On top of all that, Nioh is one of many games that has inherited the tradition of armor and item weight mattering. So when you’re outfitting your character, you’ll need to pay attention to how much each individual piece weighs. In general terms, the heavier the armor, the more defense it offers (though not always, depending on what level and type it is), but also the less speed William can access while wearing it. And in a game where split-second timing in terms of dodging, dashing, and attacking can mean the difference between getting ripped to shreds by a giant lightning beast and success, your agility is incredibly important, especially depending on your play-style.

If you’ve built William to be a tank who can stand in there and take a couple hits, then go right ahead and try out the heavier armor. However, in Nioh I’ve found that it’s highly advisable to balance speed and defense as evenly as you possibly can.

That being said, functionality isn’t all there is to it in terms of Nioh’s outfit system. While you do have to worry about coordinating armor weight, stat boots, resistances, and sets, there is some flexibility for players even in the higher levels of the game to prioritize style and aesthetics.

Let’s say you’ve fought the Red Demon of the Li and gained some pieces of the Red Demon armor that are a significantly higher level than those found earlier in the game, but you have everything except the pants. Your best pants are these big purple mage pantaloons that clash with the new Red Demon armor you’ve found, but your old Red Demon pants are now incredibly under-leveled. What you can do is take William to the Blacksmith and have her refashion the garment you choose to look like another piece of armor you like better without actually changing its stats (meaning that your purple pants now match the rest of your outfit, but they don’t actually have the stats and attributes of the Red Demon armor).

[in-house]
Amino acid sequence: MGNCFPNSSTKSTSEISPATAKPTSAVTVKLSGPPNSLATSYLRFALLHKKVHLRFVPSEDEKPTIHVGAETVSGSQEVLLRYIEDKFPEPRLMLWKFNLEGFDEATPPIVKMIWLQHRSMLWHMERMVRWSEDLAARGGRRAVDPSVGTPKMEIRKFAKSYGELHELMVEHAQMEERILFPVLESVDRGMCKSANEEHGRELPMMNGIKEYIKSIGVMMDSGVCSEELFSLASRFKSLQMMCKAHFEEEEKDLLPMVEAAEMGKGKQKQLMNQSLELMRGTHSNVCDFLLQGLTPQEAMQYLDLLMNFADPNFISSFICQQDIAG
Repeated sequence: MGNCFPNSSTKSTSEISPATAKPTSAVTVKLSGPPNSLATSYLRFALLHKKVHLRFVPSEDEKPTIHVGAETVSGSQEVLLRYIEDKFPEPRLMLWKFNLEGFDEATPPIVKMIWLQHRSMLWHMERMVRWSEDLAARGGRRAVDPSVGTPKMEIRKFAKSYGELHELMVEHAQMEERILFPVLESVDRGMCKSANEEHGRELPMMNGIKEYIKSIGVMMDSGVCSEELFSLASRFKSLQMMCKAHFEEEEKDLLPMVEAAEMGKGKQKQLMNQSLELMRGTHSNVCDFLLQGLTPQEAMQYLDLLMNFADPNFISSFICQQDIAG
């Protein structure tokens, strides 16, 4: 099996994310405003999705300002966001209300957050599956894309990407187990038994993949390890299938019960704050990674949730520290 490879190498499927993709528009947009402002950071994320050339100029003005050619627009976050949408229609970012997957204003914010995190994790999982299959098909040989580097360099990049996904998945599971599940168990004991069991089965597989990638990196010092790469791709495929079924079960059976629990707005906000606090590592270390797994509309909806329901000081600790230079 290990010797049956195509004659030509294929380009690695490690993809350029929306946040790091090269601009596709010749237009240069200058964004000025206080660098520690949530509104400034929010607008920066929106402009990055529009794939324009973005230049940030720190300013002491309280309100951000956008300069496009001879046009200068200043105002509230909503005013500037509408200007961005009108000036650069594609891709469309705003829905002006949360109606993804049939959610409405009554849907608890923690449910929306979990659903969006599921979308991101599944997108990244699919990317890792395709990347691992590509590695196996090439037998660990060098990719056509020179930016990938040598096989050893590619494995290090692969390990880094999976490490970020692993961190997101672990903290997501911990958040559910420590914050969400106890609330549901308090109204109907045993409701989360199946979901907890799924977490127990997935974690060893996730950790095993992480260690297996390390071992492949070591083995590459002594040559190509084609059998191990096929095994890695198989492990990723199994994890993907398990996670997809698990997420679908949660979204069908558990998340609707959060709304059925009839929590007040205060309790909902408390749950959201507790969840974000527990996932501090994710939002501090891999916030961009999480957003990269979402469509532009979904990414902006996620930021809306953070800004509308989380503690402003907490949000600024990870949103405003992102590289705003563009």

Overall, Nioh’s system achieves an incredibly complex balance between incorporating armor and outfit choice into the gameplay mechanics and players’ defensive strategies while still allowing for visual preference. However, there is a major drawback to this intricately designed system: With levels upon levels upon levels of different ninja, warrior, jonin, samurai, etc. helmets and gloves and pants and boots, inventory management can become a nightmare.

Needless to say, you will be picking up hundreds of pieces of armor throughout your playthrough, and that’s all before you even unlock the Divine (aka legendary) class of equipment upon completing the final main story quest.

Assassin’s Creed Origins

For Assassin’s Creed Origins, take everything you just read about armor weight, equipment sets, armor levels, stat boosts, and elemental resistances and throw it out the window. Absolutely all of it.

In Origins, outfits are purely cosmetic. They don’t change your defense or any of the other attributes that help determine your success or failure in combat. Even just writing this, I can almost feel a weight falling off my shoulders. Goodbye inventory management. Goodbye quick-changing my outfit before or during a fight. Goodbye having to sideline my favorite looking outfit just because it’s under-leveled for the enemies I’m currently fighting.